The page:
Saturday, November 17, 2012
33rd Sunday in Ordinary Time
Imagine a woodpecker. Now this particular woodpecker I want you to think about has a few important qualities. First, it is indestructible. Second, it is eternal…it never dies. Third, it lives on a tree just below Mount Everest. One day this woodpecker decides he wants to level this great mountain. He flies to the summit and scratches away at the uppermost rocks for thirty seconds. He then returns to his nest and sits there for one hundred years. After this time he returns to his work and pecks away at the top for thirty seconds more. After thousands, millions and perhaps trillions of trips, this woodpecker could achieve his task. And when Mount Everest has been leveled flatter than North Dakota, this is only the beginning of eternity.
We approach the end of another liturgical year—a year that parallels Jesus Christ. We begin anew in a couple of weeks with the start of Advent when we prepare for the coming of Jesus Christ as a man. We then celebrate the great feast of the incarnation—Christmas. A few weeks later we will contemplate the second essential mystery of Christ—the passion and death of Jesus—of which we contemplate with prayer, fasting and almsgiving during Lent. We then rejoice in Jesus’ Resurrection during the Easter season. And during the rest of the year—Ordinary Time—we consider Jesus’ public ministry as he taught, healed and forgave sins.
The last few weeks of Ordinary Time—the time in which we are in—we are presented with readings that help us reflect on both the end of our lives and the end of the world. In so doing we recognize how weak we are. We hear about international wars, natural disasters, wars between the angels and demons and cosmic events. We realize that at the physical level we cannot alleviate the wars in the Middle East, stop a hurricane (like Sandy) or affect the sun, moon or stars. Yet we humans have one feature greater than all that we cannot do in the physical world—we decide our fate for all eternity.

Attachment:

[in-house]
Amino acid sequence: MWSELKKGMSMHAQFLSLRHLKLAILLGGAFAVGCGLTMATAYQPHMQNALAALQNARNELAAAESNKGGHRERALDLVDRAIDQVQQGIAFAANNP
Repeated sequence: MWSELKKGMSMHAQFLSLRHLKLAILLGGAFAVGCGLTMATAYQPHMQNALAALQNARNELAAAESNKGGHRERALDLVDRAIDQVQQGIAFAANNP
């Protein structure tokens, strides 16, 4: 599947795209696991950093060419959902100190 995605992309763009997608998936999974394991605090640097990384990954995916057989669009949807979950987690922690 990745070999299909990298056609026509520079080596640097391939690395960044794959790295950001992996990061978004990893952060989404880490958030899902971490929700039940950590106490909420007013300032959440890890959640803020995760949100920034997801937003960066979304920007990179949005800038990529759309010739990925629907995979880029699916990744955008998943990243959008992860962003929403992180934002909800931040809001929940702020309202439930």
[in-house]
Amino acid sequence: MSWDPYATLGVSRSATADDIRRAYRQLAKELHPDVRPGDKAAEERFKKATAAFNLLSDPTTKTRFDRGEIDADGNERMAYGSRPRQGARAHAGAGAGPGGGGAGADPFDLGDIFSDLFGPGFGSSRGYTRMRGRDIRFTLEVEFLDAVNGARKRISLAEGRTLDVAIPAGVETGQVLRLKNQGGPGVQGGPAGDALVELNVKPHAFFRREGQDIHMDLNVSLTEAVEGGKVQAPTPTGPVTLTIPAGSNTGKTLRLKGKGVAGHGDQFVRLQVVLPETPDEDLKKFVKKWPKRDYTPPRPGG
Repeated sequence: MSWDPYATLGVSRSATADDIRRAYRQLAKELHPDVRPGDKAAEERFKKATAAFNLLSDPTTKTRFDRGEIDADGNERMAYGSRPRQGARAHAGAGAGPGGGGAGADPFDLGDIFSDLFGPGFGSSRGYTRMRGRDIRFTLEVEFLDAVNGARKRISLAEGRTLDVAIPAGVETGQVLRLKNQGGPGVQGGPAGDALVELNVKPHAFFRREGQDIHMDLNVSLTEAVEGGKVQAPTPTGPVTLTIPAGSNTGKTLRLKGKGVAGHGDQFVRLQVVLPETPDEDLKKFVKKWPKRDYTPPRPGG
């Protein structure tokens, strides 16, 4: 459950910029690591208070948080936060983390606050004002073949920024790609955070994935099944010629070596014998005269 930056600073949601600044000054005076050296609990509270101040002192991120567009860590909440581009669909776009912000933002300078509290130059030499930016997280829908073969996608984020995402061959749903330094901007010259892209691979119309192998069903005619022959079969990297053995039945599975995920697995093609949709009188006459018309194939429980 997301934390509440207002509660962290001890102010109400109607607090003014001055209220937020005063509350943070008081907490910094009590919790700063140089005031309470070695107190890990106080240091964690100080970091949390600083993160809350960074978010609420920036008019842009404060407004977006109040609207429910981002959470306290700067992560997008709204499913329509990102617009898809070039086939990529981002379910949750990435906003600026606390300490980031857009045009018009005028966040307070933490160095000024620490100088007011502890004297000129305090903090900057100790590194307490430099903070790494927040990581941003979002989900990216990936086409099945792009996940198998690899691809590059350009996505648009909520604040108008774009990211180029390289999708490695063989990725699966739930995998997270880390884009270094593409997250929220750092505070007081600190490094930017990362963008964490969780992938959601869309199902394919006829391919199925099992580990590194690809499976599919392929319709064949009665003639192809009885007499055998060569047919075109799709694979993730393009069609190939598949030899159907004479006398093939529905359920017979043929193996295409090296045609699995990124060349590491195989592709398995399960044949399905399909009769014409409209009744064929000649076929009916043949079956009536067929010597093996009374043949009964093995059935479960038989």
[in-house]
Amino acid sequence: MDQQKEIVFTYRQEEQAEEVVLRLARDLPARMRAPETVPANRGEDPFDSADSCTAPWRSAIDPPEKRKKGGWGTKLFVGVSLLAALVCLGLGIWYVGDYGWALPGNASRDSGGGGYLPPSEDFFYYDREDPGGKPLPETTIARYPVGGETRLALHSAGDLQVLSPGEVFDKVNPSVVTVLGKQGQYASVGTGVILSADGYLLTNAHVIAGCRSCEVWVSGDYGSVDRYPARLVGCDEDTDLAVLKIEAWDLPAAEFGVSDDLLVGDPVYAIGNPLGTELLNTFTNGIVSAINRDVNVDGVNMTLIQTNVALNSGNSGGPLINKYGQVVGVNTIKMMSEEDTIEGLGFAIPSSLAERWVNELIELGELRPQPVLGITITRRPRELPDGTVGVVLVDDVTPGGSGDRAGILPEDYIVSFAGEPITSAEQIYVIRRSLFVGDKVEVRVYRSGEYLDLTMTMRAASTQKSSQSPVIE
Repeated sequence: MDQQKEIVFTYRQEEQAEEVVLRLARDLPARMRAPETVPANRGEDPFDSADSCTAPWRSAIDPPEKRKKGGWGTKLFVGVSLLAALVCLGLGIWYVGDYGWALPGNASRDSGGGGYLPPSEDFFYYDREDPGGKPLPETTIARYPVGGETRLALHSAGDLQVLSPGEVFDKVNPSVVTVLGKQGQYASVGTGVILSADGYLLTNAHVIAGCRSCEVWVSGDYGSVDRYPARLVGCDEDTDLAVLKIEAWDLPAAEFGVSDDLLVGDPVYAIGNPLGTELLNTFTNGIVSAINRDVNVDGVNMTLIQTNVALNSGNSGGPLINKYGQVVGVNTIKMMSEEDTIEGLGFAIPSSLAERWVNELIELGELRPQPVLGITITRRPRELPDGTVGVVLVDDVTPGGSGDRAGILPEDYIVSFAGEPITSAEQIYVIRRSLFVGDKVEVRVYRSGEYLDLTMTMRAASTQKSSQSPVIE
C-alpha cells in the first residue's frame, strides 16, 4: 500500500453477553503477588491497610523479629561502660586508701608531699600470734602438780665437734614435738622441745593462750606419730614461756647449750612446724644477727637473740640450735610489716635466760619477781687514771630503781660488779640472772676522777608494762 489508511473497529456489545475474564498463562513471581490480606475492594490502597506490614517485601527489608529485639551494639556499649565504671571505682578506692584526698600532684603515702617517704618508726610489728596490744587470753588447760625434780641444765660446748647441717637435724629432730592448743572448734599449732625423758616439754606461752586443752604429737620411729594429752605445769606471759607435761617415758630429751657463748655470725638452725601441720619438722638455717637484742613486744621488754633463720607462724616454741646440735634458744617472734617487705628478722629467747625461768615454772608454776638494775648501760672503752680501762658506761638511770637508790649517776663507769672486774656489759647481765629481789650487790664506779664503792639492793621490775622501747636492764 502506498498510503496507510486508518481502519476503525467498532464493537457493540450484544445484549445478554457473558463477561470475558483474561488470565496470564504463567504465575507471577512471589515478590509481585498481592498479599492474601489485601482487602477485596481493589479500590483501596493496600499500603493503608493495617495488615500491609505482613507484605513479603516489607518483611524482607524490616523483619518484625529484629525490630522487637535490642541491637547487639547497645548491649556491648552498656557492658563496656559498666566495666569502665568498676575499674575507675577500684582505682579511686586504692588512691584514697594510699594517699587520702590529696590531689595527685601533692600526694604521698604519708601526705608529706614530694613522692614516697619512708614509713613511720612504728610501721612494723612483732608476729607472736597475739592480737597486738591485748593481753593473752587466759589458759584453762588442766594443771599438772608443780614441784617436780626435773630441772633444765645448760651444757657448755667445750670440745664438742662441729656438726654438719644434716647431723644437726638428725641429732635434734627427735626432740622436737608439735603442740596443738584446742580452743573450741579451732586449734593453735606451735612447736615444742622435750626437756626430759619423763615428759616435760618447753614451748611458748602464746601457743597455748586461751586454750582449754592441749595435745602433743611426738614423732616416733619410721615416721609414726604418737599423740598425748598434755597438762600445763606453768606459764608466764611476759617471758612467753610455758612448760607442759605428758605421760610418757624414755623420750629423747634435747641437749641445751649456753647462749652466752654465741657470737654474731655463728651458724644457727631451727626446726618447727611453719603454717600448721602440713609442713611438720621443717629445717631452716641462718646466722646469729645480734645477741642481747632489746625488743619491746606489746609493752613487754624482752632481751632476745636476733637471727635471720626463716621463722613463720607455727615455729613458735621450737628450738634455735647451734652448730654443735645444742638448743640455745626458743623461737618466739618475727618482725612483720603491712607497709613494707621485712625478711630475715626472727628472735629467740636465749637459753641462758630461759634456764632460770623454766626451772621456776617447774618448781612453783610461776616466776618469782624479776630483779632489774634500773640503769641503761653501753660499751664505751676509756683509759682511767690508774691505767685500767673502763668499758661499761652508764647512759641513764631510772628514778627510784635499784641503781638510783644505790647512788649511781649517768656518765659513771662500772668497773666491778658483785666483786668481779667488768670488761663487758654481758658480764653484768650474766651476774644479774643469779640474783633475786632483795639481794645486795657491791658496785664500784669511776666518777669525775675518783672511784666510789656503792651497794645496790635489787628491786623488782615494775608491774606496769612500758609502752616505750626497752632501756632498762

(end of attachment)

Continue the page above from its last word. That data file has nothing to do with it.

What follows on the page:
It is true that heaven and hell exist. It is true that, as our reading from Daniel notes—“Many of those who sleep in the dust of the earth shall awake; some shall live forever, others shall be an everlasting horror and disgrace.” It is true that we choose where we end up. While none of us can earn heaven (Christ alone can do this) we can choose to receive the gift of heaven. This is not a one-time choice, but a decision made throughout our lives. And each action we make in our lives—from how we work, raise our families, perform at school, compete in sports, hunt or fish—leads us either closer to heaven or hell. As C.S. Lewis said, each of our actions make us either a more heavenly or a more hellish creature.
When we ponder such realities, we don’t need to be afraid. We have Jesus Christ on our side—the one who “by one offering…has made perfect forever those who are being consecrated.” We reach for heaven, not only from a fear of hell, but for a love of God and neighbor. Indeed, “perfect love casts out fear.”
As we carry on our week and proceed to the end of the liturgical year—how will you act? Will it be to hell, or, please God, to heaven?